Monday

1st Mar 2021

EUobserved

Billows of censorious hot air

  • An hour of censorious talk (Photo: European Parliament)

Everyone was there. (Well almost everyone). The right-hand man. The foreign policy chief. The walking-on-coals one. And, naturally, the motion man of the moment. He arrived a bit late though. But was very contrite - it was due to heavy traffic and not discourtesy.

Because even if you’re in no danger of being censured, you must respect the parliament.

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The Italian Five Star deputy Marco Zanni opened the debate. He spoke at breakneck speed. European Commission president Jean-Claude Juncker was not a true European. He was not protecting the interests of ordinary citizens. He was on the side of tax-evading companies.

He took a swipe at all those political groups who wouldn’t be signing his motion to get rid of the entire commission. Starting with far-left. Moving on to the sitting-on-the-fence Greens; bad pro-European liberals, and saving some extra bile for the Socialists.

"I am not a friend of big capital," replied the man in the spotlight, Juncker, brushing aside all evidence to the contrary. He would take one for the team. “Let's leave the other commissioners out of it … If you want me to go, say it and I will go”.

Thank goodness the signatories were who they were and said what they did. This opened the gates for a slanging match. “He enjoys the full support of this group” began the EPP’s front man, in the most unsurprising statement of the day.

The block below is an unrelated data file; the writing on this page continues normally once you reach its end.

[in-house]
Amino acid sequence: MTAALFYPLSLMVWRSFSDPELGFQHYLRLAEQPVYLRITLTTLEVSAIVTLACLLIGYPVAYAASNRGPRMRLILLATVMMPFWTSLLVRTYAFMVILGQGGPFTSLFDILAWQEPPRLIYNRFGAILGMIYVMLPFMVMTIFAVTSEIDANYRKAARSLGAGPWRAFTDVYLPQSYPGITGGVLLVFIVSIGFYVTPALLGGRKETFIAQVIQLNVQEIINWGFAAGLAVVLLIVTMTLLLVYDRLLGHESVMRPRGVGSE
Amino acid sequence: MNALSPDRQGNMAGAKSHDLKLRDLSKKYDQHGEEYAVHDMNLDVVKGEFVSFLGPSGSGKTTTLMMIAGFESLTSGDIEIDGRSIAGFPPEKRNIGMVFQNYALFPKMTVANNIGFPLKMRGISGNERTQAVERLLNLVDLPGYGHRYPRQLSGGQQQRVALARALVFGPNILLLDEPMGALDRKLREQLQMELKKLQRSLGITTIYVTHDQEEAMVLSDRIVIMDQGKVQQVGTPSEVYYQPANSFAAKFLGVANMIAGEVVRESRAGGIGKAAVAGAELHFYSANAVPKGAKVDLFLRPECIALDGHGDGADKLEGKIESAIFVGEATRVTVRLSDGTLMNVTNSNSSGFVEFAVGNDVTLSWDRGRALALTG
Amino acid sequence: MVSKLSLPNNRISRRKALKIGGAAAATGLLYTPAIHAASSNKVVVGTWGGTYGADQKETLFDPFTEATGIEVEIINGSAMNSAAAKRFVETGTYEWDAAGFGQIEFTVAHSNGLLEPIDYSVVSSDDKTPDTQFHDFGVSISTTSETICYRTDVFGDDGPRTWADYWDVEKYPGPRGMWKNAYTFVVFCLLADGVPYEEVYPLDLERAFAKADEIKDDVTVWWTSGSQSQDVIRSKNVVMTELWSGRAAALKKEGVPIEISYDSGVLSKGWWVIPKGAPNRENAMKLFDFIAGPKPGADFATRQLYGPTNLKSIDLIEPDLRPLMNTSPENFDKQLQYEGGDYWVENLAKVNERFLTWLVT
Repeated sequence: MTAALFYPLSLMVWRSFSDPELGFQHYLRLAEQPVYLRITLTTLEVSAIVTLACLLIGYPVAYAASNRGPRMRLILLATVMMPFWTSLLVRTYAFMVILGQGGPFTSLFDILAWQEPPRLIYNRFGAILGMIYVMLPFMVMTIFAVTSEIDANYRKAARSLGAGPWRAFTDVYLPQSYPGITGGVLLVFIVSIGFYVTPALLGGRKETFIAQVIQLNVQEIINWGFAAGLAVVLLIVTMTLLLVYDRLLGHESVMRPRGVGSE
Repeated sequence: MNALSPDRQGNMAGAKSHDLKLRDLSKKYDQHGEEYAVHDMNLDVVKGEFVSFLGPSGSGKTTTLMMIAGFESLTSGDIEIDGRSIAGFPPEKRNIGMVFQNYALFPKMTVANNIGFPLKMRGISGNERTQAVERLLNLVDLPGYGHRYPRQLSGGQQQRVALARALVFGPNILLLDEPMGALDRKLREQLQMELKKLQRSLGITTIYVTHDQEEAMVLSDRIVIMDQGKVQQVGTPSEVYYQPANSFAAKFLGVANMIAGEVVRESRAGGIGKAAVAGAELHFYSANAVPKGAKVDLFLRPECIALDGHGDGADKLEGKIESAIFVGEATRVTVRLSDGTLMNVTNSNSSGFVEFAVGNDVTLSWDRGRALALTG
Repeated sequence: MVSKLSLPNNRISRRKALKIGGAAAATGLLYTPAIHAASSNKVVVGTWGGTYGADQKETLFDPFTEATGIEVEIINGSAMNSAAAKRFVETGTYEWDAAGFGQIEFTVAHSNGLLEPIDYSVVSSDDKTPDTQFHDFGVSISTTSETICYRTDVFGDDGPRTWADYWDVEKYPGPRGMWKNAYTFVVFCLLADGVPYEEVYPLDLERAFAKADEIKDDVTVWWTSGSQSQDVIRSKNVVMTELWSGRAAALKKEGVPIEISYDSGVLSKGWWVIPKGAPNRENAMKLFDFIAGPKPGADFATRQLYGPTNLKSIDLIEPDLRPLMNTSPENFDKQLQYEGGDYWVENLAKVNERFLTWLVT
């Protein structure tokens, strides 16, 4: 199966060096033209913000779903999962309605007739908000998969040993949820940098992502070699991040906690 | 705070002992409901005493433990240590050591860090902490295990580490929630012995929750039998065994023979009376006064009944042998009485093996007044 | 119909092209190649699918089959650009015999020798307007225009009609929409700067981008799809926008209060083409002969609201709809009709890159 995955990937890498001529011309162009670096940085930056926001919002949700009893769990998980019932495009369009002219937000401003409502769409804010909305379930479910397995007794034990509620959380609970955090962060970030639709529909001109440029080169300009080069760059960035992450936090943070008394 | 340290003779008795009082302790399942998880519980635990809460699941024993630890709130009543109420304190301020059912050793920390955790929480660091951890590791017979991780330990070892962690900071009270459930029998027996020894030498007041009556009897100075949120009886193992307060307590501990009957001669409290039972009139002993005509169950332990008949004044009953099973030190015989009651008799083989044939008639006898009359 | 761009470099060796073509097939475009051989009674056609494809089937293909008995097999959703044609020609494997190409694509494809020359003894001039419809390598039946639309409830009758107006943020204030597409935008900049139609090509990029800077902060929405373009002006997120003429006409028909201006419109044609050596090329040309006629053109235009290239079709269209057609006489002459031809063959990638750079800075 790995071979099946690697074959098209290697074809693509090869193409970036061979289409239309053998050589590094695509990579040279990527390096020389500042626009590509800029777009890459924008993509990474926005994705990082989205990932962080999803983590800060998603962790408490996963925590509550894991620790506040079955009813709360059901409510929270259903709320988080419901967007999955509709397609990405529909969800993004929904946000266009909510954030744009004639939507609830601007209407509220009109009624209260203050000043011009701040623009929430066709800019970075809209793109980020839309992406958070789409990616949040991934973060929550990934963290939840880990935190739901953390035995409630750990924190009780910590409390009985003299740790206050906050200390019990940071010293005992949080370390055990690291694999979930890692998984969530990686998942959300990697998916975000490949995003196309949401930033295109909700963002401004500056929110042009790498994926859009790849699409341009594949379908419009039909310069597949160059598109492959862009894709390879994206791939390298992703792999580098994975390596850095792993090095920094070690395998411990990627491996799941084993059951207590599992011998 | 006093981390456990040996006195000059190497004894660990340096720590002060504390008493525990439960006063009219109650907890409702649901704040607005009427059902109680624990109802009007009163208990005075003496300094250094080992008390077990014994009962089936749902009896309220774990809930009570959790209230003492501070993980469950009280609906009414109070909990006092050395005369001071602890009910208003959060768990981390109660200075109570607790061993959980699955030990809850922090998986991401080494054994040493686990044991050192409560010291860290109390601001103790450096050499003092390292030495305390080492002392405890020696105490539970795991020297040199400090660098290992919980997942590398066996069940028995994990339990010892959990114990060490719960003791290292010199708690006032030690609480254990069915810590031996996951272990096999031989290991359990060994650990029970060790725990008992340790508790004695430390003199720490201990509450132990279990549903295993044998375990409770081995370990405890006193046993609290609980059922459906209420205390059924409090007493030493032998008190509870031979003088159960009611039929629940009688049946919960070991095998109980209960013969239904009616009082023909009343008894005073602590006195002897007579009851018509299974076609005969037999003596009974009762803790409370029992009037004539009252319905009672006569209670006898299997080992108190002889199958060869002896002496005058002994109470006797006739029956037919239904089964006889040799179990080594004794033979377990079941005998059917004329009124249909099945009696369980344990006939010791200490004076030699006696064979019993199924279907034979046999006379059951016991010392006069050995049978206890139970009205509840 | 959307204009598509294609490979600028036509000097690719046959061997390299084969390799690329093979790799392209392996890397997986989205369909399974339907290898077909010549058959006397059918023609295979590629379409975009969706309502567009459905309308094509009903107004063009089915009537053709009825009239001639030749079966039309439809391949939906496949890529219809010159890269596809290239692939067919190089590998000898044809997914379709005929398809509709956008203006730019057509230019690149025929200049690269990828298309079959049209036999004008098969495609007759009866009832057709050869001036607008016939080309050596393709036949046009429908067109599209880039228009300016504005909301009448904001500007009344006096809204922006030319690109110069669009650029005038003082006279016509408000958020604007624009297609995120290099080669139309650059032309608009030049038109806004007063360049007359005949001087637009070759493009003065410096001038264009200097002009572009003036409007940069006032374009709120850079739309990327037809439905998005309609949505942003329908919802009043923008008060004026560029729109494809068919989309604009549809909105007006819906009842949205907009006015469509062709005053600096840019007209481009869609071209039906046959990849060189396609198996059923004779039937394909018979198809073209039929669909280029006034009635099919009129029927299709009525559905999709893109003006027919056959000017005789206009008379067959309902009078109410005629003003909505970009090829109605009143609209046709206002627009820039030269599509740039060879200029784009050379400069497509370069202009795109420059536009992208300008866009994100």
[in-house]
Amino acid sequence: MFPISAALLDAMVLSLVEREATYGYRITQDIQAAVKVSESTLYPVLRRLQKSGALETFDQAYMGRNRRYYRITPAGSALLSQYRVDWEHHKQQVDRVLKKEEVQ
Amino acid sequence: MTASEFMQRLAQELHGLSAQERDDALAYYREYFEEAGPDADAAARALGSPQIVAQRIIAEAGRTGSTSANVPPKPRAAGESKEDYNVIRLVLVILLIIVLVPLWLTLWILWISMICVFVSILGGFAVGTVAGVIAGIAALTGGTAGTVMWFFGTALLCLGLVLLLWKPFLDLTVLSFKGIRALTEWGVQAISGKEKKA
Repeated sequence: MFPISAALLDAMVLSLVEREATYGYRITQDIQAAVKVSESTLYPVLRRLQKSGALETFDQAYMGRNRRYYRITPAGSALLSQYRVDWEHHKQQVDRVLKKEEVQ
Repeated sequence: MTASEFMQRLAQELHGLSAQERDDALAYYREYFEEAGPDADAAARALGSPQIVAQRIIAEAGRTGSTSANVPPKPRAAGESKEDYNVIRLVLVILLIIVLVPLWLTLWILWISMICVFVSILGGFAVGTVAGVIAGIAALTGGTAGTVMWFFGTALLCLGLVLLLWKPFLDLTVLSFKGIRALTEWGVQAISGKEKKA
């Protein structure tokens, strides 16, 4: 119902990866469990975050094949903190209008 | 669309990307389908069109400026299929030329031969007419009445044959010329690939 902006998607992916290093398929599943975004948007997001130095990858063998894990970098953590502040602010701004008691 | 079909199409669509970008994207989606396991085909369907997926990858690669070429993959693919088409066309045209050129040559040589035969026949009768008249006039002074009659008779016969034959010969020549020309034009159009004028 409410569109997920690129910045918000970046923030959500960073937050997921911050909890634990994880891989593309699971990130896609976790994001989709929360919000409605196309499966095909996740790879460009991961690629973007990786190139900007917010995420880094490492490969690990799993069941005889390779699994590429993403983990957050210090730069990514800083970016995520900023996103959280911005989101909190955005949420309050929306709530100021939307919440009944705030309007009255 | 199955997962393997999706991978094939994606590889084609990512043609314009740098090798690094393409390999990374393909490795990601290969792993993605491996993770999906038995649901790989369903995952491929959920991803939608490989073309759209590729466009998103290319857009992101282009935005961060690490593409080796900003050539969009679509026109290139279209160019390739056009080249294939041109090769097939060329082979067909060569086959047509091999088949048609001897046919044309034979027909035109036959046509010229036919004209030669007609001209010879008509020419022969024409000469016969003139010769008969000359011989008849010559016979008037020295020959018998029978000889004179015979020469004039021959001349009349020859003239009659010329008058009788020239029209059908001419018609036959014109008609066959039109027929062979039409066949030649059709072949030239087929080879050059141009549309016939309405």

He then threw everything back at Zanni and his “right-ring populist” group. Zanni laughed uproariously.

Next up were the Socialists and Gianna Pitella, who let us all glimpse a little bit of hell – the hell that could be imagined should the commission be booted out of office.

“Were we to sack all the commissioners,” he began ominously “the €300bn investment project would go down the drain. We’d be cancelling the last chance for Europe to create jobs and combat the crisis”.

Society would collapse, unemployment would go up, there would be deflation.

“Do you want to see deflation?” he repeated for dramatic effect. There was no answer. Thankfully it was a rhetorical question. Zanni was laughing uproariously again.

After that there was death by reasonableness via Polish MEP Ryszard Legutko: “I didn’t have the feeling that you have some pangs of conscience at all”.

“The shadow of the scandal will follow you,” he said, while managing not to say whether his group (the ECR) would support the motion.

“We should not waste too many words on the motion,” said the liberals' Verhofstadt. But went on to do so anyway. Before adding: “Finally Mr Farage and Mme Le Pen are outing their hidden relationship.”

There was no time to ponder this image before he usurped someone else’s quote about Ukip being "hideous, racist, populist, xenophobic and Islamophobic".

“These are not my words,” he said triumphantly. But by then no one was listening to that little nuance. Zanni was laughing again.

It was on to the far-left to squiggle around on how they didn’t like what Juncker had done but did not want to sign up to a motion that had been signed by "those" people.

And shame on the Greens and Socialists for not backing an enquiry committee.

The Greens waxed lyrical about austerity policies and lack of trust. "We want unlimited clarification here," said Rebecca Harms. But Juncker should be the one to do it.

Then it was Ukip's turn.

In the manner of someone auditioning for a minor town play, Steven Woolfe took to the floor. Speaking slowly, enunciating clearly, he spoke about stains: "The stain of deceit has seeped into you and the longer you stay in that seat, the stain will seep further and further up the chain behind you. The stain is deep."

"I would rather get on with my job," said Juncker.

Indeed it was a pleasant hour of obstufication and hot air.

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